He said the March 2020 events had shown that the risks were no longer hypothetical. For decades US Treasuries had been regarded as the preferred asset for foreign investors.
“It was therefore shocking and unprecedented to find that in the midst of last year’s stock market meltdown and while the Cares Act was being debated, foreigners aggressively sold US Treasuries. This was dismissed by the Fed as a problem in the plumbing of financial markets. Even after trillions spent to prop up the bond market, foreigners have continued to be net sellers. The Fed chooses to interpret this troubling sign as the result of technicalities rather than doubts about the soundness of current and past policies.”
In his CNBC interview, Druckenmiller alluded to, but did not elaborate on, the core reason for the Fed’s continuing massive intervention amounting at present to $1.4 trillion a year.
He said that without Fed intervention bond rates would reach “prohibitive” levels. He did not lay out the consequences of such a development, but they are clear. Even a relatively small increase in the bond rate threatens to collapse the speculative bubble which has enabled finance capital to rake in trillions of dollars during the pandemic.
Druckenmiller wrote that the Fed “should balance rather than fuel asset prices.” But the fear in Fed circles is that even the talk of tapering its asset purchases could set off a crisis and so it is sticking, at least so far, to its insistence that monetary policy must remain “accommodative.”
Other commentators are also voicing their concerns. On Tuesday, former Treasury Secretary Lawrence Summers posted another opinion piece in the Washington Post repeating earlier warnings about the dangers of inflation.
He said the Biden administration was correct in pointing out that some of the inflation was transitory, but not everything was likely to be temporary and policymakers “starting at the Fed, need to help contain inflation expectations and reduce the risk of a major contractionary shock by explicitly recognizing that overheating, and not excessive slack, is the predominant near-term risk for the economy.”
As always, wages occupy a key place in the thinking of Summers and other such analysts. He wrote that policies towards workers should be aimed at the “the labour shortage that is our current reality” and increased unemployment benefits “should surely be allowed to run out in September” and end sooner in some parts of the country.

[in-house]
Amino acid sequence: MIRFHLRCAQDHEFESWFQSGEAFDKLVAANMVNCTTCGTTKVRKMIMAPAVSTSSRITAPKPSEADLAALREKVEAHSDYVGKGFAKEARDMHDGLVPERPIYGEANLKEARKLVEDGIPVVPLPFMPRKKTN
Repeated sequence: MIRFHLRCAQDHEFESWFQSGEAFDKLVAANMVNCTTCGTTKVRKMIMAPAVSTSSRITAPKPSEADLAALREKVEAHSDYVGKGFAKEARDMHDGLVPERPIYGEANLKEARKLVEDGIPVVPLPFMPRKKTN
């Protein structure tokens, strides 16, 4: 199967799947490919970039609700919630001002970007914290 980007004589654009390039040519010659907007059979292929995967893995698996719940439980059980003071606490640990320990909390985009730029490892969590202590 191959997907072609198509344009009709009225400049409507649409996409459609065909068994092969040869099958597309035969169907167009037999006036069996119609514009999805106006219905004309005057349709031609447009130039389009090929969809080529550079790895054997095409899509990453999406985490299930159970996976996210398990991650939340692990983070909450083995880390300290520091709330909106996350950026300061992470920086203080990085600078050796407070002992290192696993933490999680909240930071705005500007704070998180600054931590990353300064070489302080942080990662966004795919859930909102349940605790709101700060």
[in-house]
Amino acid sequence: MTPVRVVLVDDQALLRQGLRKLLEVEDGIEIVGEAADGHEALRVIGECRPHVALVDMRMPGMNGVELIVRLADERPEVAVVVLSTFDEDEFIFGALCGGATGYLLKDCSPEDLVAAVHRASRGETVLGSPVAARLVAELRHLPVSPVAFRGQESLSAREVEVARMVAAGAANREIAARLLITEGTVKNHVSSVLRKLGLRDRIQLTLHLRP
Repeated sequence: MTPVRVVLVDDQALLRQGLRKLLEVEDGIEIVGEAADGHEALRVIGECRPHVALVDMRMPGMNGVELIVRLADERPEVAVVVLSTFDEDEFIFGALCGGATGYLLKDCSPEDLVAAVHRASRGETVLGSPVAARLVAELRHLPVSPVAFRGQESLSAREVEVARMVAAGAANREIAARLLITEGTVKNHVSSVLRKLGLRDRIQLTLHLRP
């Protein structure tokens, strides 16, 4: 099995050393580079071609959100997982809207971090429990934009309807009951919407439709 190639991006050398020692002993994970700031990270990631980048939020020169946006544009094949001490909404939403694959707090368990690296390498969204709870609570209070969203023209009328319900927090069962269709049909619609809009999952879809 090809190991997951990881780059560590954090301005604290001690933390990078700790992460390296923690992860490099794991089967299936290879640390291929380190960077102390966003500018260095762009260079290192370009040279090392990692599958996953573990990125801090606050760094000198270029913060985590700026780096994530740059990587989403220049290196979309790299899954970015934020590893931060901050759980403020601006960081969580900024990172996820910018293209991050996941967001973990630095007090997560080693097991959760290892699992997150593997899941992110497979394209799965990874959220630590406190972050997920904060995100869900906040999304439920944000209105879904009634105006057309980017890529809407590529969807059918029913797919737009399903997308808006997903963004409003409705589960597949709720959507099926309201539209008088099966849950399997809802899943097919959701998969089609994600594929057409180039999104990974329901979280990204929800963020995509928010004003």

In a comment published in the Financial Times on Tuesday, financial analyst Mohamed El-Arian recalled the signs of market turbulence earlier this year, including the GameStop phenomenon, the surge in bond market yields and the collapse of the little-known family investment firm Archegos Capital in March that inflicted some $10 billion in known losses on banks.
“Disruptive spillovers” were contained, he wrote, “by luck rather than crisis prevention measures” and “the enormous risk-taking encouraged by the provision of liquidity resumed.”
However, the drivers of these “near accidents” should not be ignored as they were “part of dry tinder that, if ignited, could risk a consequential financial accident.”
El-Arian described the Fed as being hostage to its “new monetary framework,” dictating that financial market support should continue even as inflation starts to rise. It now faced a “tricky policy pivot” that involved the twin risks of market volatility and loss of Fed credibility. Rather than just “surfing the liquidity wave,” it was better to risk some short-term discomfort than “the durable damage that a bigger policy mistake would inflict on asset values, the functioning of markets, and economic and social wellbeing.”
The basic problem for all the scenarios for a smooth glide-path to stability is that they ignore the fundamental cause of the Fed’s massive intervention. It was a response to the freezing of the world’s largest and supposedly most liquid bond market in March last year. The contradictions of the financial system, fuelled by policies going back more than a decade that led to that event, have only intensified in the period since.